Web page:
Another set of data reveals the scope of opioid inundation in the Hoopa Valley. From 2010 through 2018, residents in the 95546 area code had more than six times the statewide rate for MMEs per person per year, peaking in 2015 at an age-adjusted rate of 4,317 MMEs, which was 7.4 times the state average.

As you can see in the graph below (as with the one above), the volume of opioids being prescribed has declined dramatically in recent years, especially in the Hoopa Valley, though the rate in that zip code remains nearly four times the state’s.

Marilyn Powell, a Hoopa Tribal member and public health nurse who formerly served on the Ki’ma:w Medical Center’s governing board, told the Outpost that she, for one, is reluctant to place too much blame on Chase and Smith because prescribers and physicians across the country were misled by pharmaceutical reps.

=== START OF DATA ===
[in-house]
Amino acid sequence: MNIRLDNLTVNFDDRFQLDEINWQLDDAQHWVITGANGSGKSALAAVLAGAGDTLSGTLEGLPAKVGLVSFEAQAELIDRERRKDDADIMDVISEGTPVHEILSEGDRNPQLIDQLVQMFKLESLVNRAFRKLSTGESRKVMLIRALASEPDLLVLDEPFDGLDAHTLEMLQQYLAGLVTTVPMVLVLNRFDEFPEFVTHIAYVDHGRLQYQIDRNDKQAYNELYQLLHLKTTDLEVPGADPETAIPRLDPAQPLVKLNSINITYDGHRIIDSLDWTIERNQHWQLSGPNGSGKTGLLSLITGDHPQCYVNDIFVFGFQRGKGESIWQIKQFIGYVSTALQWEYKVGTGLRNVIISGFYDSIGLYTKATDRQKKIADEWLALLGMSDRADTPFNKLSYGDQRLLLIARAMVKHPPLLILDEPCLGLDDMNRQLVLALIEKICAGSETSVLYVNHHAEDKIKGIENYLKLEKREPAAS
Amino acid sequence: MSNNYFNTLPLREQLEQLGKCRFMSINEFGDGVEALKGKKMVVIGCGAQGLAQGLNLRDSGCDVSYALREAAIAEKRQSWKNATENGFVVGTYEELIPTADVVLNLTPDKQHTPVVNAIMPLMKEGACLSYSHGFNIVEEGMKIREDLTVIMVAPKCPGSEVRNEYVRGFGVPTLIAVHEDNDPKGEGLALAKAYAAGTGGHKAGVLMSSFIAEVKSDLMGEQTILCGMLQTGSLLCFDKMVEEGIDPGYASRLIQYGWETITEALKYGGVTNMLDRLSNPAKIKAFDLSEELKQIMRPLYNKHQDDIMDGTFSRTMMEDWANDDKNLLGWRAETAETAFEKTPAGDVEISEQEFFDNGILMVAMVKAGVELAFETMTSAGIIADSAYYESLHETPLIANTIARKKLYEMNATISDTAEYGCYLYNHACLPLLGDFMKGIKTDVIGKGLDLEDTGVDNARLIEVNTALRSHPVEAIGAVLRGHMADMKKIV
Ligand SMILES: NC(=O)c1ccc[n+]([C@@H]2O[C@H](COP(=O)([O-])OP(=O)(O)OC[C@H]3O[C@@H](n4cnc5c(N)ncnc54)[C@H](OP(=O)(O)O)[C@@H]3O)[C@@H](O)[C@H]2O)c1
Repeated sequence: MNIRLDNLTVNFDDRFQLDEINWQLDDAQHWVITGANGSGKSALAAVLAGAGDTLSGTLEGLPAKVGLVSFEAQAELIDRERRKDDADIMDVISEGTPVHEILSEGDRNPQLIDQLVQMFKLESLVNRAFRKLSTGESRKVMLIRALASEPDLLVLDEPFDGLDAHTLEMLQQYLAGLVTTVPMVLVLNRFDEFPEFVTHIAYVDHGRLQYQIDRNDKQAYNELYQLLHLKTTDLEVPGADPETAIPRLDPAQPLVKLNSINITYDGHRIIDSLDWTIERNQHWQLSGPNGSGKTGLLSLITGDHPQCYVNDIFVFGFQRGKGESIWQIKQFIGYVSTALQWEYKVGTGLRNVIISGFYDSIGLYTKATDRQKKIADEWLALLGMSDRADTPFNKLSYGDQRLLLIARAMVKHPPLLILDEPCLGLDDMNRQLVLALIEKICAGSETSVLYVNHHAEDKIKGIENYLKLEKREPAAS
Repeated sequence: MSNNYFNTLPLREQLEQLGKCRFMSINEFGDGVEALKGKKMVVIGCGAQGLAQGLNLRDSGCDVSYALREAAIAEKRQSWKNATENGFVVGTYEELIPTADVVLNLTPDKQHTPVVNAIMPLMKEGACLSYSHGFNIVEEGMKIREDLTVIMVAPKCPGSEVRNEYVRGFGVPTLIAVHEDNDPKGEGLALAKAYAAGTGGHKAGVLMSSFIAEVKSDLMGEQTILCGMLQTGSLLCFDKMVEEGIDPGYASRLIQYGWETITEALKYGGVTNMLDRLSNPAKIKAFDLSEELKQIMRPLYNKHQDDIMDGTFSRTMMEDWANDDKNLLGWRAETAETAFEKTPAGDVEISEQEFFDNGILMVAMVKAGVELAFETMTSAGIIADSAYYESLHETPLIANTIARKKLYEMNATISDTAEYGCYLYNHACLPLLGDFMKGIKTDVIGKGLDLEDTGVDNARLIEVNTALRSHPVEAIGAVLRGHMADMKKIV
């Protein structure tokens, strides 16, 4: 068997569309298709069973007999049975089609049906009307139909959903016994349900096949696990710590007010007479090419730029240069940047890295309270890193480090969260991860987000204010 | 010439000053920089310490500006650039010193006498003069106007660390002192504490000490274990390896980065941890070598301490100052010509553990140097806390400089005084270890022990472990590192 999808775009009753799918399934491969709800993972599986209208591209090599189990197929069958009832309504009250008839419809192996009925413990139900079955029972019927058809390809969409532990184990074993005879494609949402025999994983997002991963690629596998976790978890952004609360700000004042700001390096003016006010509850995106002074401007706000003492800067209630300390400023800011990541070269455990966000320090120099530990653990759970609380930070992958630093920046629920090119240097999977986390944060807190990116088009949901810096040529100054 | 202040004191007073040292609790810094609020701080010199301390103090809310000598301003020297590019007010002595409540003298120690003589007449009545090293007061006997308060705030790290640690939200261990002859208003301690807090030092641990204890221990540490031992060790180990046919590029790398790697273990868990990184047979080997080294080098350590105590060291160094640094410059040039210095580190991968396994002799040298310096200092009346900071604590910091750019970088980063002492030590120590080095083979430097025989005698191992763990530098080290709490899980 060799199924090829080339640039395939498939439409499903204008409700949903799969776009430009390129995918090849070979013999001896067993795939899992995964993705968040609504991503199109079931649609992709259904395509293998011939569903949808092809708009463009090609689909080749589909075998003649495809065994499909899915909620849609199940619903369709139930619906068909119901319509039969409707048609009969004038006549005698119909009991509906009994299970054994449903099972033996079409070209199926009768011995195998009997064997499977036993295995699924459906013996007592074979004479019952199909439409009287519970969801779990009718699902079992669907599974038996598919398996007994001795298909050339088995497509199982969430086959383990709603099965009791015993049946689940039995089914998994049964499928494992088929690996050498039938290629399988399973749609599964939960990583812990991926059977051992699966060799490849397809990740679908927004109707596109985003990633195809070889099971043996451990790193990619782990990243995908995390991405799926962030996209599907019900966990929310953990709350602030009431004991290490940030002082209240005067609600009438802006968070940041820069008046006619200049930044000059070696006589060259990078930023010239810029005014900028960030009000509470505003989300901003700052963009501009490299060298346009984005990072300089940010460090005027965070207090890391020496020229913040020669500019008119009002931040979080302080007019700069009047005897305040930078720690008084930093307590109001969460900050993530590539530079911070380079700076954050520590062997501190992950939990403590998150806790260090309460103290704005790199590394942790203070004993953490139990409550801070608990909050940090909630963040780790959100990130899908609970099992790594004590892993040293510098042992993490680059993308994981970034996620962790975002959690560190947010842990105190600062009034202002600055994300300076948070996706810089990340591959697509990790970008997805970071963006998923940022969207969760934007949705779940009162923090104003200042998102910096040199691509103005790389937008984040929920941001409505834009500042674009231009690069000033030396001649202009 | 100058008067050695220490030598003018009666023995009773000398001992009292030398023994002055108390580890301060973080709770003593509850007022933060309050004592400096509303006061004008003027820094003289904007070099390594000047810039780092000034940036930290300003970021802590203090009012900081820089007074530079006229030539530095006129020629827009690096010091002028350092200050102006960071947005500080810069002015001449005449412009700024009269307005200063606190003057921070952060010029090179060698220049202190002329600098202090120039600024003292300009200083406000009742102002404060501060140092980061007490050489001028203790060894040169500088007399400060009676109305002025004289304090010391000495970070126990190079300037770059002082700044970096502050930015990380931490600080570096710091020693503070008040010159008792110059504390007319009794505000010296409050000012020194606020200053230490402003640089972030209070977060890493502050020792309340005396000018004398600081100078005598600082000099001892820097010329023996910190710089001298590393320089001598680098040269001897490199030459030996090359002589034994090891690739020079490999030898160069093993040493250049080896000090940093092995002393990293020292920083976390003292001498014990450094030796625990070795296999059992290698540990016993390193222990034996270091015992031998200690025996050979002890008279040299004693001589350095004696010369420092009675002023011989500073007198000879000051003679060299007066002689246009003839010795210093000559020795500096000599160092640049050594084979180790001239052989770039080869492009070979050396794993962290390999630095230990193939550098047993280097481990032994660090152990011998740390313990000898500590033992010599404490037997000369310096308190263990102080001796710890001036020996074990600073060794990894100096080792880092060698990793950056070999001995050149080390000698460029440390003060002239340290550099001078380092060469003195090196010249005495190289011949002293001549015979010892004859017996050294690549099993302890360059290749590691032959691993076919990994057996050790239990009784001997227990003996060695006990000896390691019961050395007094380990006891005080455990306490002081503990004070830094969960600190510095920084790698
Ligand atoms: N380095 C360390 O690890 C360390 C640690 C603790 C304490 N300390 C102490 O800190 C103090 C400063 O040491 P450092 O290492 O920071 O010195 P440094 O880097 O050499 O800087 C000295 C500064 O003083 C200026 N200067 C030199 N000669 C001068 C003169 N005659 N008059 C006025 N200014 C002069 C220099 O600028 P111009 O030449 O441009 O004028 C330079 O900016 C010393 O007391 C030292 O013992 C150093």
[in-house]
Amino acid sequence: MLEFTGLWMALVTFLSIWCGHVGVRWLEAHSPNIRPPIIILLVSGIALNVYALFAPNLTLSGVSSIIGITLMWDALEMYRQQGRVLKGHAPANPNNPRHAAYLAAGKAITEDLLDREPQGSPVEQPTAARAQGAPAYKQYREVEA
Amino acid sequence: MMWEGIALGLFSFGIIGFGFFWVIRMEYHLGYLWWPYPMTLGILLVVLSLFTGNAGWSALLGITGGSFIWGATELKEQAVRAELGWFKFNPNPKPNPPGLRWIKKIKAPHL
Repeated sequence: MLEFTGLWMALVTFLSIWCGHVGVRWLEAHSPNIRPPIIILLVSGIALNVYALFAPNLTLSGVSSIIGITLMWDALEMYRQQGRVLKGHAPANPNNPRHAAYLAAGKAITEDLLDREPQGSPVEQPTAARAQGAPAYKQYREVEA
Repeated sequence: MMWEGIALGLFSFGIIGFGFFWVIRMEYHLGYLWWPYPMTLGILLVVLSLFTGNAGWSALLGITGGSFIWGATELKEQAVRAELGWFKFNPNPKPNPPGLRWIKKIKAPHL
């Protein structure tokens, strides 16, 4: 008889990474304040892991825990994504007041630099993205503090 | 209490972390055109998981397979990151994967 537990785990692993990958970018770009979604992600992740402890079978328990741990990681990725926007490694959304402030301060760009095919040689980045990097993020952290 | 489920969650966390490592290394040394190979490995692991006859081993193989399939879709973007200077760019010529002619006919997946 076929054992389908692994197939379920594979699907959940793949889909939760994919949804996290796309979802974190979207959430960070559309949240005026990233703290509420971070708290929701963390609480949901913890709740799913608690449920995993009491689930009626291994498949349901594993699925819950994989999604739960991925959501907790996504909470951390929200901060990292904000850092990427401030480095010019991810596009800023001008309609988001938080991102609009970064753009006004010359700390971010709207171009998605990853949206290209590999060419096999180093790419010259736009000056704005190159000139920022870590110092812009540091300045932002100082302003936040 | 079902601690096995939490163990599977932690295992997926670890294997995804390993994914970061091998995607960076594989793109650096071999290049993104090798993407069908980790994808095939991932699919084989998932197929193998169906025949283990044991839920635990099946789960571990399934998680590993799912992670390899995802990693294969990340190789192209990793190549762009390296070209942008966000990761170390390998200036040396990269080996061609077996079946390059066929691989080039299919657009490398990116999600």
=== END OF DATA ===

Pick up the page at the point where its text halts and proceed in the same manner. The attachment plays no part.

“I worked in hospitals, and we were told that giving morphine and [other opioids] to people with acute surgery, they’d be fine,” she said. “Come to find out, we were misinformed — I [was] along with all the providers. Wool was pulled over our eyes by all the pharmaceuticals. … There are so many reasons and avenues why we’re in the boat we’re in. It’s a multifaceted problem.”

In 2021, the most recent year for which data is available, the 95546 area code had the county’s highest rate of overlapping opioid and benzodiazepine prescriptions, which nearly doubles the risk of overdose. | Source: CDPH.


Dr. Dagim Taddesse, K’ima:w’s pharmacy director and the only person currently employed at the clinic who we managed to get a hold of, said the clinic has discontinued a lot of medications and reduced the number of pills being prescribed by more than two-thirds during the six years he’s been employed there.